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Publication numberUS5236836 A
Publication typeGrant
Application numberUS 07/343,081
Publication dateAug 17, 1993
Filing dateApr 25, 1989
Priority dateApr 25, 1989
Fee statusPaid
Also published asCA2015377A1, CA2015377C, DE69027988D1, DE69027988T2, EP0469060A1, EP0469060A4, EP0469060B1, WO1990013661A1
Publication number07343081, 343081, US 5236836 A, US 5236836A, US-A-5236836, US5236836 A, US5236836A
InventorsSudhir Paul
Original AssigneeIgen, Inc.
Export CitationBiBTeX, EndNote, RefMan
External Links: USPTO, USPTO Assignment, Espacenet
Autoantibodies which enhance the rate of a chemical reaction
US 5236836 A
Abstract
Autoantibodies which enhance the rate of a chemical reaction of a substrate, processes for their preparation, their use and compositions thereof are disclosed. In particular, an autoantibody capable of catalyzing the hydrolysis of the peptide bond between amino acid residues 16 and 17 in the neurotransmitter vasoactive intestinal peptide (VIP) is disclosed.
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Claims(13)
I claim:
1. An extract of blood serum comprising an auto-antibody which catalytically enhances the rate of cleavage of a peptide bond in vasoactive intestinal peptide.
2. An extract as recited in claim 1, wherein said peptide bond is between amino acid residues 16 and 17 in vasoactive intestinal peptide.
3. An autoantibody which catalytically enhances the rate of hydrolysis of a peptide bond in vasoactive intestinal peptide.
4. An autoantibody as recited in claim 3, wherein said peptide bond is between amino acid residues 16 and 17 in vasoactive intestinal peptide.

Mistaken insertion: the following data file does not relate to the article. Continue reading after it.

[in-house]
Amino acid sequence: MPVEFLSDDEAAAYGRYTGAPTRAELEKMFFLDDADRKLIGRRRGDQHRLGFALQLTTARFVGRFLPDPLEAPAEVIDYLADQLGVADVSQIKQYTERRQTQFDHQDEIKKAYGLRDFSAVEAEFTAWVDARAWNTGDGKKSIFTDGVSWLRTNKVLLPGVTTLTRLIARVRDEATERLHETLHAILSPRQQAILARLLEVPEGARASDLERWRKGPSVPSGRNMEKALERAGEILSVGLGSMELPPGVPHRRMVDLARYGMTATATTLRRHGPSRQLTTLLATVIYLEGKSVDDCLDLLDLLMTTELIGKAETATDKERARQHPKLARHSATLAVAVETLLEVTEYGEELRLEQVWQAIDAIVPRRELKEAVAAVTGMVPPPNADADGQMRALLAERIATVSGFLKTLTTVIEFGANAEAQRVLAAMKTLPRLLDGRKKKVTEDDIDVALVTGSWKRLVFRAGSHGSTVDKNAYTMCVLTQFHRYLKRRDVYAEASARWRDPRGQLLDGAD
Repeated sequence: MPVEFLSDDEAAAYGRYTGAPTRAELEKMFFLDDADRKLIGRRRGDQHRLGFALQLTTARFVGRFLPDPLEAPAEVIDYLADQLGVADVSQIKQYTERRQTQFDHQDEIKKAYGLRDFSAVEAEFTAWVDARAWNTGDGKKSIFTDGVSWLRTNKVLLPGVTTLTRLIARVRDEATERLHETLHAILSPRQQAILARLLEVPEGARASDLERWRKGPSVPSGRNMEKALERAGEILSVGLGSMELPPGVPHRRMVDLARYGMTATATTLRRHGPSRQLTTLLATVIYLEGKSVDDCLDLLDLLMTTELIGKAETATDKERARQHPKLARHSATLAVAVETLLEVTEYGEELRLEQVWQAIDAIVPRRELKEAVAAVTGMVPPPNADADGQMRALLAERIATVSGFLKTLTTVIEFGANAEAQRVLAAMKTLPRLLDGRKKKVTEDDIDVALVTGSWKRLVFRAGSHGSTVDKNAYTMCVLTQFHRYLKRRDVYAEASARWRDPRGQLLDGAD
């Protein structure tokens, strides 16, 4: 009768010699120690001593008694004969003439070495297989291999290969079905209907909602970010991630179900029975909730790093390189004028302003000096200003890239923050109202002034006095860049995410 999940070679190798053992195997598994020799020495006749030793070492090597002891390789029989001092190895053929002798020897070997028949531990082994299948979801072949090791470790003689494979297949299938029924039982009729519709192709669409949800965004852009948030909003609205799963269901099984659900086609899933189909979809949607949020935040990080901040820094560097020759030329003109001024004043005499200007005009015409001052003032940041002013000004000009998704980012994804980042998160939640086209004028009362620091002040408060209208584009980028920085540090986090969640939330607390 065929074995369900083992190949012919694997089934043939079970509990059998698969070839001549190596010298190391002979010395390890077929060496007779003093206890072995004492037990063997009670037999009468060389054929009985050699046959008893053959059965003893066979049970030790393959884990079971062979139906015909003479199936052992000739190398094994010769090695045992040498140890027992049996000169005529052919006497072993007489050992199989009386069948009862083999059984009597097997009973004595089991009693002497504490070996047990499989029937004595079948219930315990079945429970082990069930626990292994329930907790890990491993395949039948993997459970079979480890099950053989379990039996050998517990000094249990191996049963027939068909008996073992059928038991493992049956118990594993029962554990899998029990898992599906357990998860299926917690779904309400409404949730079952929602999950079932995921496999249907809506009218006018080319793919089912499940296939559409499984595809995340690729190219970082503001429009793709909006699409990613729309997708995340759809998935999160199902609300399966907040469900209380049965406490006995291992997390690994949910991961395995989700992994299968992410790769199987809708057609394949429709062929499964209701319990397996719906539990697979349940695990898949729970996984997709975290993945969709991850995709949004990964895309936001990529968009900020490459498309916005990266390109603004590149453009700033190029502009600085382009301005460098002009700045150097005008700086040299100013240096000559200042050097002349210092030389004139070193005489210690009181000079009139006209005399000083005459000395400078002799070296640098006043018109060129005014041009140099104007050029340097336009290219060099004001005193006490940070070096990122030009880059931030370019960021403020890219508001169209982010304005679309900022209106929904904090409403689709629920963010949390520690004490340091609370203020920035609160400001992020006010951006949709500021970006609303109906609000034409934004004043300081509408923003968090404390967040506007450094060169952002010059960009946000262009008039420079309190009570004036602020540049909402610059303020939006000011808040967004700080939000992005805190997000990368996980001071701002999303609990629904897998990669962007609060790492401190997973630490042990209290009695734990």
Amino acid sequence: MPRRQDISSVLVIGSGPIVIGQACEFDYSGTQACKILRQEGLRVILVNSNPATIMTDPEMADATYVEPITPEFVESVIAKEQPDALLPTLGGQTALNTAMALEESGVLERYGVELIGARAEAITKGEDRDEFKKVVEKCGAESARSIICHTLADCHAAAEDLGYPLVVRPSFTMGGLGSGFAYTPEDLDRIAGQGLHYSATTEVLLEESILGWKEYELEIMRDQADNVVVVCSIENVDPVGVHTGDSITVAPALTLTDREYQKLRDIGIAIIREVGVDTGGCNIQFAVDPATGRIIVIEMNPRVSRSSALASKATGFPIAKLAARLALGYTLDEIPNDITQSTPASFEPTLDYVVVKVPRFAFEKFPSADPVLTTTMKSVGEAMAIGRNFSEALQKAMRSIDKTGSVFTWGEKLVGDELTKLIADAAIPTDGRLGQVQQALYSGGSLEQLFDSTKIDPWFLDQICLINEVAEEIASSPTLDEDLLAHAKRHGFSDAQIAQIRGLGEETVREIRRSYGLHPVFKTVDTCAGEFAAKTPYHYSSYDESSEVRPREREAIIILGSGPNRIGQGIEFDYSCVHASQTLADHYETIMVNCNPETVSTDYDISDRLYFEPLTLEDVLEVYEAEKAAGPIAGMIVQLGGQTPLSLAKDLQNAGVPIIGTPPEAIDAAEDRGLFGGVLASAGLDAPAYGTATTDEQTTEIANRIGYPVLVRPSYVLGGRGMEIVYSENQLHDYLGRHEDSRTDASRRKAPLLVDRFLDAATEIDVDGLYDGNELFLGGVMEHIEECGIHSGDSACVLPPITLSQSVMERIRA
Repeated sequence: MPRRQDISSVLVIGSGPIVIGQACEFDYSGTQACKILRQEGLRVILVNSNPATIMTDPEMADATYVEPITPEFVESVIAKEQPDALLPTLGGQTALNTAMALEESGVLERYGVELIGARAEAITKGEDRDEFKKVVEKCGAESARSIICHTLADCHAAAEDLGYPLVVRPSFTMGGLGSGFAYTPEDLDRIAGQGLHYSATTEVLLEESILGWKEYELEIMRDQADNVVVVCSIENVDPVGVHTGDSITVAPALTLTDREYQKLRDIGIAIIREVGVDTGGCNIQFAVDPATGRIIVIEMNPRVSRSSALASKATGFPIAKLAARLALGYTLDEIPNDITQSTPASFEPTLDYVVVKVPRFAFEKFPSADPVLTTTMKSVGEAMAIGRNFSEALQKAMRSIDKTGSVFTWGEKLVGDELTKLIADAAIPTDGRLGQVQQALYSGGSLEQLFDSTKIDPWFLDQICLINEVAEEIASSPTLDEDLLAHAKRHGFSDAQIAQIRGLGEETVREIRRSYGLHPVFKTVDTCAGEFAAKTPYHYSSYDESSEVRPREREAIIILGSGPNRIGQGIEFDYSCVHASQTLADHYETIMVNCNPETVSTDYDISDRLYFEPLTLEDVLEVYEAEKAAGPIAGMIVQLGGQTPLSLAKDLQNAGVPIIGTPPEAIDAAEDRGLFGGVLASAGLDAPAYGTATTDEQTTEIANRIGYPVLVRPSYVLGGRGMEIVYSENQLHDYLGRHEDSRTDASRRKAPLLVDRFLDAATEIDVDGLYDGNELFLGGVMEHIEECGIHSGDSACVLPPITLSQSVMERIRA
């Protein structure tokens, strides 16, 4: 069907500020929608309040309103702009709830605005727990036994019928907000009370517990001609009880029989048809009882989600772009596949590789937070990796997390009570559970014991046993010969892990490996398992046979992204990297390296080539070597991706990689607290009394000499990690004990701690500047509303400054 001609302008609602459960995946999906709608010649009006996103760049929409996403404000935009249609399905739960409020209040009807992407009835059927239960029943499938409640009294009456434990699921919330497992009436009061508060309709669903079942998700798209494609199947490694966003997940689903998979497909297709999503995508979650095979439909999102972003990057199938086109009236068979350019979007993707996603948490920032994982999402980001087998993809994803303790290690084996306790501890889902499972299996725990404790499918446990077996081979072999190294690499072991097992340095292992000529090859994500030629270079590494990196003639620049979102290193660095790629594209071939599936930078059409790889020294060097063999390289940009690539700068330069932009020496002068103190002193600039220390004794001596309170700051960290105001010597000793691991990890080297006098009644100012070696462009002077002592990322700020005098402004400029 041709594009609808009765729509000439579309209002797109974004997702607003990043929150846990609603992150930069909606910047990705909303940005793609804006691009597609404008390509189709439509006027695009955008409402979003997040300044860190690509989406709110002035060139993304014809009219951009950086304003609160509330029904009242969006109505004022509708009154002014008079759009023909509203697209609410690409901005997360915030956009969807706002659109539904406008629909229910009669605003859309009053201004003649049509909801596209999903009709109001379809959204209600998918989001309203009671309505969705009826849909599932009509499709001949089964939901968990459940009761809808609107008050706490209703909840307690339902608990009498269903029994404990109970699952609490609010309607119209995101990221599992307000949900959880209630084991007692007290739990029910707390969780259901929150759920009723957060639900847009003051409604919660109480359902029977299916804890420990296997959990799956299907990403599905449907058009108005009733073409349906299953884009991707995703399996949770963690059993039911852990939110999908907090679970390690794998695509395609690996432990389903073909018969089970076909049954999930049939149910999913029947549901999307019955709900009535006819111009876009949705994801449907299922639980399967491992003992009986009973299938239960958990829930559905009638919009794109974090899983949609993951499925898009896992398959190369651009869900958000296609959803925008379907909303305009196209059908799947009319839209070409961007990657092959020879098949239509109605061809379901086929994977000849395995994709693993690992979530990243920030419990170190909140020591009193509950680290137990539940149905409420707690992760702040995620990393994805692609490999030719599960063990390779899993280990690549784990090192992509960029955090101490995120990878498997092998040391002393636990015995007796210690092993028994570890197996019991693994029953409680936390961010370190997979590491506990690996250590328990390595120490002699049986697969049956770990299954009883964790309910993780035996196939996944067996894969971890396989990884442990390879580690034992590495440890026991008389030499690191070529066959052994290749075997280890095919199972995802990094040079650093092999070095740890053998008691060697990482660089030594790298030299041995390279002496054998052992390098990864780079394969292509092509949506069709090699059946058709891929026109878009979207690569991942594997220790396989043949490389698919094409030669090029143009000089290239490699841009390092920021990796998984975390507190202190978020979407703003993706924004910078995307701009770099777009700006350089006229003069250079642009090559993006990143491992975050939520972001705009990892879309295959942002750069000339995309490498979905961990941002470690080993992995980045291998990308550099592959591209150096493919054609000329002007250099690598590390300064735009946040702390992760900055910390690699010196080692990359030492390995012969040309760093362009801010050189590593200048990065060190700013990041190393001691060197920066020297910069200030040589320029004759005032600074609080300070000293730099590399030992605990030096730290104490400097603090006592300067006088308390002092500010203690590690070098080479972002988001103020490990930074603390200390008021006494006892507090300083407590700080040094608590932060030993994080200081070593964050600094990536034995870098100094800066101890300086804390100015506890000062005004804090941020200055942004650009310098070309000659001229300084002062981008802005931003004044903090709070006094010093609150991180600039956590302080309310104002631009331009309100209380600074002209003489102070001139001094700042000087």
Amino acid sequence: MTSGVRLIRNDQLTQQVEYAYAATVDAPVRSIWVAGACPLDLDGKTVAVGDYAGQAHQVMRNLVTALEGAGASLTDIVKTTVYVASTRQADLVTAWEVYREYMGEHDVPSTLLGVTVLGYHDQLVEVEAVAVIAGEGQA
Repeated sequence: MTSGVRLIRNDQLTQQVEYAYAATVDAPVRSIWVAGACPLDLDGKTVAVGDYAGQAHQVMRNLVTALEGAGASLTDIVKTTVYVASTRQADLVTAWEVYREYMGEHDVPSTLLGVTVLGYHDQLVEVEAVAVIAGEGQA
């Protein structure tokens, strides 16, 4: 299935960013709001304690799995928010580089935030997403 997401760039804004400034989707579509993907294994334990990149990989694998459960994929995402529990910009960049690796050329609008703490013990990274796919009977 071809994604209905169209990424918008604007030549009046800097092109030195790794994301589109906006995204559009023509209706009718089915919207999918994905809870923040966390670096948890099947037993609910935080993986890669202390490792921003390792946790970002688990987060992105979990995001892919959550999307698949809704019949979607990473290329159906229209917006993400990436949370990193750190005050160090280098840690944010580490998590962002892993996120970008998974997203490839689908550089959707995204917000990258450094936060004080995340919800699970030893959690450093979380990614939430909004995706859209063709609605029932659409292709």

5. An autoantibody which catalytically enhances the rate of cleavage of a peptide bond in vasoactive intestinal peptide, said antibody having been isolated from human blood serum.
6. An autoantibody as recited in claim 5, wherein said peptide bond is between amino acid residues 16 and 17 in vasoactive intestinal peptide.
7. A method for preparing an autoantibody which catalytically enhances the rate of cleavage of a peptide bond contained in vasoactive intestinal peptide comprising the steps of:
(a) identifying an animal with autoantibodies to a self-antigen of the animal;
(b) isolating said autoantibodies; and
(c) screening said autoantibodies to identify an autoantibody which catalytically enhances the rate of cleavage of the peptide bond contained in vasoactive intestinal peptide.
8. A method as recited in claim 7, wherein said autoantibody is a monoclonal antibody, further comprising the steps of:
(a) isolating lymphocytes from said identified animal;
(b) producing a plurality of hybridomas from said lymphocytes; and
(c) screening the monoclonal antibodies produced by said hybridomas to identify monoclonal antibodies which catalytically enhance the rate of the cleavage of the peptide bond contained in vasoactive intestinal peptide.
9. A method as recited in claim 7 further comprising the steps of:
(a) isolating lymphocytes from said identified animal;
(b) transforming said lymphocytes with a virus;
(c) stimulating said lymphocytes to grow in culture; and
(d) screening the antibodies produced by said transformed lymphocytes to identify antibodies which catalytically enhance the rate of the cleavage of the peptide bond contained in vasoactive intestinal peptide.